From the Ohio Law Reporter: In 1916 a defendant filed this brief in the Court of Common Pleas in Fayette County, Ohio:
The sages of old with reason assumed
The shorter the horse the sooner he’s groomed;
And so with this case and the questions involved,
They’re exceedingly brief and speedily solved.
The plaintiff below was a broker, it seems,
And perhaps being broke, saw a fee in his dreams,
He had from one Ellis a small farm to sell
And likewise, from Strobel, a town-lot as well.
One day on the street by accident strange
He met Mr. Strobel and proposed an exchange.
He also, quite prudently, spoke of the fee
And told Brother Strobel how much it would be.
He stated both principals ought to agree
On the portion each party would pay of said fee.
“Very well,” then said Strobel, “I’ll trade for his farm,
And as for your fee, have not an alarm,
“Go straight and see Ellis, and get him to say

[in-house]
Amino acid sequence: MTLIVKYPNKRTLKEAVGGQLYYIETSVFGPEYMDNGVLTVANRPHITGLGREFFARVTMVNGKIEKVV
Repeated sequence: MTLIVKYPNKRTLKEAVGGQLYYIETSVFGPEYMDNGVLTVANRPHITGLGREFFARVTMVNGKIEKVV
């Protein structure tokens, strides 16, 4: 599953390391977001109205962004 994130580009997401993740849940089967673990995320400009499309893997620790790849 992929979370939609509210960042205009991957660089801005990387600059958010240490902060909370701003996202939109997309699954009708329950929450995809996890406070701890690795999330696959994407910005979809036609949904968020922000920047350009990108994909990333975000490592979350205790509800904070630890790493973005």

How much of said fee he’ll be willing to pay.”
The broker then started to see Mr. Ellis,
And now his reply Brother Ellis will tell us:
“I’ll pay just $2, and no more,” said he;
“Of the said $16 you charge as your fee.
If Strobel won’t trade upon that I’d as well
Keep my money and let the — trade go — a spell.”
Then the broker returned and reported to Strobel
Who sanctioned the terms in these words grand and noble
“$2 from 16 leaves 14 for me
And this I will pay you, to make up your fee;
“Day-after-tomorrow I’ll pay you a V
And the rest in installments — to this I agree;
Go close up the deal as soon as can be,
The sooner the better for you and for me.”
So the deal was soon closed and the deeds passed, you bet
But that “day-after-tomorrow” has never come yet
And that was the day Strobel promised to pay
That first V installment in such a sure way.
The evidence shows that when Strobel sent
The broker to see Mr. Ellis, he went
And did everything he required that he should
And tried to get Ellis to pay all he could.
And now I submit, Your Honor, to you
In absence of proof to a contrary view,
The law will presume good faith in this case
And order the broker to win in the race.
(signed) W.E. MAYNARD
Washington Court House, Ohio
“Of the result of his effort we are not informed,” reports the journal, “but it no doubt was given ‘careful consideration.'”